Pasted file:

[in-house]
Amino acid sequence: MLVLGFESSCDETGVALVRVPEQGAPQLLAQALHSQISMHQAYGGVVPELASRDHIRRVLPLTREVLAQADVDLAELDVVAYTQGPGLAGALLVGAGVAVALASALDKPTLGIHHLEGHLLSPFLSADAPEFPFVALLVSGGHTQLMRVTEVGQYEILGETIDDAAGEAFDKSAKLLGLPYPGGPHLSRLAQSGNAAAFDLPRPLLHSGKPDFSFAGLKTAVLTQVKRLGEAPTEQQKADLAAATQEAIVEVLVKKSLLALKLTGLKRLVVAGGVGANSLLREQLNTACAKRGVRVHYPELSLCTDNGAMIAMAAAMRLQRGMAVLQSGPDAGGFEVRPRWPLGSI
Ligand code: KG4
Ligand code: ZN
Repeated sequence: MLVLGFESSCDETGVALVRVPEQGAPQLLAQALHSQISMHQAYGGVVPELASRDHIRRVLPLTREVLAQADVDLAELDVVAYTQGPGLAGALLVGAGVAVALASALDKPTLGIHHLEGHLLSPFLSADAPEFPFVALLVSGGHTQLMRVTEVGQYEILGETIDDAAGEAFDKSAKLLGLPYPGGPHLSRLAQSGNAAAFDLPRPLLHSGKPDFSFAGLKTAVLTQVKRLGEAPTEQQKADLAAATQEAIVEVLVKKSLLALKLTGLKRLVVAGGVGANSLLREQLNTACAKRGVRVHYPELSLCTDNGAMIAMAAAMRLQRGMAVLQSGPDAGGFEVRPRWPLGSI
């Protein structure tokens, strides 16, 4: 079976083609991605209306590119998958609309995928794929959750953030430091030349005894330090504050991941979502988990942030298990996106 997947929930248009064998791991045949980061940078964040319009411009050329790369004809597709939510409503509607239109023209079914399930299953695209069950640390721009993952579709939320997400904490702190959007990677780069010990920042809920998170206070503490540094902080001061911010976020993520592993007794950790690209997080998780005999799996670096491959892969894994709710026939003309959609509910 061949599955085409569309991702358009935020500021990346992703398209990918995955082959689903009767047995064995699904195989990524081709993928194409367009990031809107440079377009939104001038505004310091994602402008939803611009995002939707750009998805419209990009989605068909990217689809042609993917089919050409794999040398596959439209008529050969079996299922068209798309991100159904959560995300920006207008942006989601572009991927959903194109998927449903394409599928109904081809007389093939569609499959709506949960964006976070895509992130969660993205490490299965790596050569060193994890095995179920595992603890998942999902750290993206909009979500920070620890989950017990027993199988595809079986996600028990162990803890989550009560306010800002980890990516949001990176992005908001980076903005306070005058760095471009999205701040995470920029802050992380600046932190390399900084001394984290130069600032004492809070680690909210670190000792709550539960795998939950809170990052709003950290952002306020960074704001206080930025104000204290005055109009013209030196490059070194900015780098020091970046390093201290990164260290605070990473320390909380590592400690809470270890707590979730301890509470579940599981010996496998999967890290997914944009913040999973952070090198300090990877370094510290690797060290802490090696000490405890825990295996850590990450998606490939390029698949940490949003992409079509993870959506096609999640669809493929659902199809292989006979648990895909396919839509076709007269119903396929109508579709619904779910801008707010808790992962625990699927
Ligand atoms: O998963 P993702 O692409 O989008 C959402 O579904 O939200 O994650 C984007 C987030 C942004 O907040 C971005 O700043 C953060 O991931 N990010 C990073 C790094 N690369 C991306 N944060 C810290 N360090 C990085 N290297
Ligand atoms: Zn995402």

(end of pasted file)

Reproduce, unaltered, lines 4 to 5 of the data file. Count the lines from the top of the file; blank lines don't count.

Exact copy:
Ligand code: ZN
Repeated sequence: MLVLGFESSCDETGVALVRVPEQGAPQLLAQALHSQISMHQAYGGVVPELASRDHIRRVLPLTREVLAQADVDLAELDVVAYTQGPGLAGALLVGAGVAVALASALDKPTLGIHHLEGHLLSPFLSADAPEFPFVALLVSGGHTQLMRVTEVGQYEILGETIDDAAGEAFDKSAKLLGLPYPGGPHLSRLAQSGNAAAFDLPRPLLHSGKPDFSFAGLKTAVLTQVKRLGEAPTEQQKADLAAATQEAIVEVLVKKSLLALKLTGLKRLVVAGGVGANSLLREQLNTACAKRGVRVHYPELSLCTDNGAMIAMAAAMRLQRGMAVLQSGPDAGGFEVRPRWPLGSI